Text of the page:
By Laura Goldstein
As graceful as a multi-tiered necklace, orbs of suspended light compose a chandelier’s planetary system of handblown Czech glass. And in a single lighting pendant, an abstract drop of dew is captured in multiple layers when the glass is molten then attached to a brass armature. It’s a jewel-like sculptural pendant the likes of which Mother Nature would surely approve.
“We emphasize the organic nature of glass and I try to honour the material in all my designs from lighting to accessories,” explains Karen Gilbert, co-founder of SkLO Studio from her California base near San Francisco.
A curated selection of SkLO Studio lighting and sculptural glass accessories are showcased at the SwitzerCultCreative showroom, 1725 West 3rd Avenue.
Although not originally a family business, “we have sort of turned it into one,” laughs Gilbert who is SkLO’s design director. Founded in 2009 with her husband, architect Paul Pavlak and brothers, Pavel and Petr Hanousek (the latter both based in the Czech Republic and oversee the glass-blowing team,) they strive to bring the great history, tradition and quality of hand-blown Czech glass into 21st Century interior design and décor trends. In fact, they take their moniker ‘sklo’ from the Czech word meaning glass.
“We really want to emphasize the craft of glass-blowing practiced by some of the best artisans in the world for SkLO and our aesthetic is one of subtlety and quiet beauty not overly designed pieces,” affirms Gilbert.
It’s not surprising to learn that Gilbert was originally trained in the crafts of metalsmithing and jewelry design with a penchant for intricate more delicate pieces. Combining those talents with drawing, painting and metal fabrication, she works with her husband who brings the larger architectural and sculptural structure of lighting pieces to fruition. The drape skirt 9 Chandelier consists of nine hand-blown pendants gathered together in a central brass skirt structure. The signature SkLO double-dipped, fire-polished mouths (where the glass leaves the blower’s pipe,) are each unique.
The drape skirt 28 Chandelier is a waterfall of 28 stunning hand-blown pendants supported by a series of four consecutively smaller brass rings. It makes a resounding statement suspended from the ceiling over a multiple-storey stairwell. Electrical cord is fabric-wrapped and available in a variety of hues.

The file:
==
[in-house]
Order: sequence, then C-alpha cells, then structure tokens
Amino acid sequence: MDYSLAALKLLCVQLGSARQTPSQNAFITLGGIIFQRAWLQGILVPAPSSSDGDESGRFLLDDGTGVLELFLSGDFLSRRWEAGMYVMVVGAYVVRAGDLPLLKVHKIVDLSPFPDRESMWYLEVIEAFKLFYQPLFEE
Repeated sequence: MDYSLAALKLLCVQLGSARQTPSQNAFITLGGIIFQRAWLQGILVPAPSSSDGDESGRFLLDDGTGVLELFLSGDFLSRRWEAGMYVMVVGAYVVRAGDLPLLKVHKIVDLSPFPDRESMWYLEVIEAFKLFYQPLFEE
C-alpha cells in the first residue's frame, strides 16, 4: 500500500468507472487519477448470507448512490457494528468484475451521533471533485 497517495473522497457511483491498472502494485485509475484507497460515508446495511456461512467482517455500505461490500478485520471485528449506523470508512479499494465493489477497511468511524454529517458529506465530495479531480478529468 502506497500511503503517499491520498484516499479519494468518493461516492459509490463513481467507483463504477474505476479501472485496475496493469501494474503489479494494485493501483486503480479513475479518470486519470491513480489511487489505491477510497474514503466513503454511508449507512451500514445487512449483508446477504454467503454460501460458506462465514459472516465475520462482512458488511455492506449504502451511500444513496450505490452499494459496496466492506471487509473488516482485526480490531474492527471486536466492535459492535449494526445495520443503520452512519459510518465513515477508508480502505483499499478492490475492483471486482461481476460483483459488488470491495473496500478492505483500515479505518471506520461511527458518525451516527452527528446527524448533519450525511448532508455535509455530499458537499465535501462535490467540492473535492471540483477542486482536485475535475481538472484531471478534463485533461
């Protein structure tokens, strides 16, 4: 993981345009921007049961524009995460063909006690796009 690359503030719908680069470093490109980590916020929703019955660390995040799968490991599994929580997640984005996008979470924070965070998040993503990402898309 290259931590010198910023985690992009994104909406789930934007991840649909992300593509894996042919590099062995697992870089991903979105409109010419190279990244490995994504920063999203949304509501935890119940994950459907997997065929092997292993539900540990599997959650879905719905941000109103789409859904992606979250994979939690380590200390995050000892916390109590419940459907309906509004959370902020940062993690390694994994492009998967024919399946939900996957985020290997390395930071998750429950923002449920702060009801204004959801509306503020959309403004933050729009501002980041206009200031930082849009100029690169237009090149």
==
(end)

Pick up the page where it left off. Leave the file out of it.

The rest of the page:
Colourful float pendants do just that; hand-blown planets in slightly irregular one-of-a- kind translucent glass that by day, reflect the outdoors and by night, cast a subtle bewitching galactic glow.
Many of SkLO’s glass accessories trigger the imagination: wrap object is created from one sinuous length of handblown Czech glass and no two are exactly the same. Whether you see them as an elaborate sailor’s knot or a child’s twisted balloon object is up to the viewer. Join vessels are a kaleidoscope of colours and slightly distorted image: a fun-house of mirrors reflected in bottles. Two separate cylinders of glass in vibrant colours are fused together while hot. The top has an off-centre neck while the bottom cylinder is round with a polished edge.
“Women are becoming more and more interested in lighting design,” enthuses Gilbert. “I think I take it a step further because I also construct the prototypes that traditionally, have been a male domain,” she admits.
“We’ve been very busy working on our 2020 lighting debut at Light + Building in Frankfurt Germany one of the largest lighting fairs in the world and then Maison & Object in Paris,” says Gilbert. “In Europe they like to pair very modern lighting with furniture brands. Whereas in North America, clients are much more traditional in their tastes.
“It’s that difference in aesthetics that makes it a very interesting time for us!”